Why Does Empathy Matter?
I always knew from the bottom of my heart that empathy was the key to bring people together in the most fulfilling ways: emotionally, spiritually, and even intellectually. Yet I couldn’t articulate why it was essential. Therefore, today is my first attempt to articulate it the best I can.
I grew up with a stoic, inexpressive, yet angry father and a sychophantic, anxious mother. My father physically and verbally abused me throughout my entire childhood, because that was his way of showing his support — even though abuse was a very wrong way to show love. I didn’t grow up in a place where I was able to safely express my thoughts, ideas, and especially feelings. I remember when I was getting punished, I would have to lay out my hands so that my father can hit them with a huge wooden stick. If I would cry or flinch, he would add more hits. Any form of rebellion especially after getting punished would turn into a rampage: my father would throw around his stick uncontrollably while yelling at me, “Why do you never listen to me?! How are you so stupid?! You are so worthless!” But the scariest times were when he wouldn’t say anything at all and his face would turn pale and you wouldn’t know what he was capable of doing next. Sometimes that “next” was him dragging you to the bathroom to beat the shit out of you with his stick or sometimes, if the stick breaks, his hands. Or sometimes that “next” would be his stick flying everywhere and he wouldn’t give a shit if he beat your legs, your arms, or your head. I always thought it was disturbing for anyone to hit someone on the head, because I always viewed my head as something sacred, something that I relied on every day to survive. My mother would usually try to run in the middle between us to take the blows and to stop the chaos. That’s why she was always so anxious, because she was afraid of my father, probably more than I was. She always focused on everyone getting along. So I had a mother and a father who came from opposite ends of not being able to express their feelings. With my father, I was afraid of getting abused if I showed my true emotions. With my mother, I couldn’t even talk about my emotions because that evoked discomfort and confrontation — and confrontation was highly denounced in my family.
So while I was growing up, I had a lot of pent up emotions and feelings I was never able to work through and heal from until after I learned about empathy — which was only a few years ago. I began to heal when I learned about storytelling and having a space for people and their thoughts and feelings to be acknowledged, and for people to relate and even live vicariously through their stories.
I think the reason I cry a lot now is that I’m making up for all the times I couldn’t cry, and for all the times I couldn’t be sad and angry at my parents, or at the world. I’ve shunned my childhood wounds and buried them for as long as I could until I felt a strong injustice of what I went through: not only the abuse, but the need to compress and hide my feelings in order to survive. I never want ANYONE to go through what I went through, or even anything remotely similar to what I went through.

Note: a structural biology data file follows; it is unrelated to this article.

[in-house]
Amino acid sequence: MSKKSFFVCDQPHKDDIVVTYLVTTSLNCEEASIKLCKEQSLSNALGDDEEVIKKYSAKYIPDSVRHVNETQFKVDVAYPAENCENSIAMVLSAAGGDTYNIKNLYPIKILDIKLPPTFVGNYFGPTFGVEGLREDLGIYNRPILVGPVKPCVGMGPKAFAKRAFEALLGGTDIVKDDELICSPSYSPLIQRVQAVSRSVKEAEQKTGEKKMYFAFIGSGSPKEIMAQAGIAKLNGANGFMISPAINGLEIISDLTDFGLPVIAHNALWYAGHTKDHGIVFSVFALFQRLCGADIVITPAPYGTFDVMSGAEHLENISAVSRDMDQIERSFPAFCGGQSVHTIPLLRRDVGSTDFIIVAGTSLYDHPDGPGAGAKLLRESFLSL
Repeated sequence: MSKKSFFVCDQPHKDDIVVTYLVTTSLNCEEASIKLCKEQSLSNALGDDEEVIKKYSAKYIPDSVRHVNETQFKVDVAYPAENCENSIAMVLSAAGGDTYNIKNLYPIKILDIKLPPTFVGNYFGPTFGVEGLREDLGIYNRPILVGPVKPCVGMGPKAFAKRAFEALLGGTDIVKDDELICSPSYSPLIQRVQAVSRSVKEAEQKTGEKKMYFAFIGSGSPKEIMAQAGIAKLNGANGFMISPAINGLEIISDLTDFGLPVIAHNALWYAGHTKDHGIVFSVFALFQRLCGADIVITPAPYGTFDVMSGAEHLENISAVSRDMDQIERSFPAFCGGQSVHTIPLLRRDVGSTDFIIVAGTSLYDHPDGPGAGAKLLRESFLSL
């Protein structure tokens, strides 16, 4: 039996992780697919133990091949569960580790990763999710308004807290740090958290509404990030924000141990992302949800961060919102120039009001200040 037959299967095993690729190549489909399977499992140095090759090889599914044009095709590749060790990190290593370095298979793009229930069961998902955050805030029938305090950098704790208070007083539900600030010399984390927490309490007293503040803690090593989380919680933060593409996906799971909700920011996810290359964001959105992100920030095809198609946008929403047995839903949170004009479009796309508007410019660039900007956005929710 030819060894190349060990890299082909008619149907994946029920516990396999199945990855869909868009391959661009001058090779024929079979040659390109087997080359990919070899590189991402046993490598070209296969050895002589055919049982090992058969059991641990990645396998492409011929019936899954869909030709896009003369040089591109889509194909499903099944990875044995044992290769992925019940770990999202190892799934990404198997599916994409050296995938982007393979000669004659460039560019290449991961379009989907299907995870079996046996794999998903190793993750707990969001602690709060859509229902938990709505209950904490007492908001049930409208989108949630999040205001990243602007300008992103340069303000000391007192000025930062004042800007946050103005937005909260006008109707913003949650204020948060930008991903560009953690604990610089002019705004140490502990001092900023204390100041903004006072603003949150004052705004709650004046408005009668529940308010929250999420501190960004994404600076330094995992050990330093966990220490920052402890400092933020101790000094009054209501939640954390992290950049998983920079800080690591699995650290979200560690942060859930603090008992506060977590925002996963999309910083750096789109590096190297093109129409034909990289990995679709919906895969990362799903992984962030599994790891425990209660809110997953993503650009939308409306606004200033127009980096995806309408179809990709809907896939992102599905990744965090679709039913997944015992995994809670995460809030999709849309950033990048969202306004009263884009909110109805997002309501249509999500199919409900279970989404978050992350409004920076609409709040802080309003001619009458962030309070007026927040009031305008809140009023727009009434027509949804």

Through empathy I was able to learn more about myself and the world, learn that I wasn’t alone in my experiences (fortunately and unfortunately), forgive my parents and the world, let go, and heal. I decided that receiving love is a choice. I needed to make the choice to receive love, be loved, and love others in order to help others heal.
I also learned that just because people do bad things doesn’t mean they are bad people, and same goes for the other way around — just because people do good things doesn’t mean they are good people. Human beings are a combination of good and bad. Empathy helps you understand that life is not black or white, that life is actually very, very gray. There are no straight answers most of the time, and that’s what makes life so painful and difficult yet so beautiful. I know that my father has good intentions, but because he was never able to heal from his childhood wounds, it seeped into my life. I know that because my mother couldn’t deal with the truth of my emotions and her emotions, she locked them up and never dared to open it. A lot of the time, people make mistakes not because they have bad intentions, but because it’s too painful for them to deal with their issues head-on. Or sometimes, they don’t even know how to deal with them.
Empathy helps you understand people deeply, encourages curiosity, and can heal yourself as well as others. It’s a gift that should be shared among all communities and all walks of life. Even if you might not have dealt with something so traumatic, empathy can be used in all aspects of your life: your career, your love life, your family, your friendships, and especially yourself.
This is why empathy is crucial to bringing love, peace, and happiness to our world and into our lives. Our world needs a lot of healing to do, and it starts with empathy.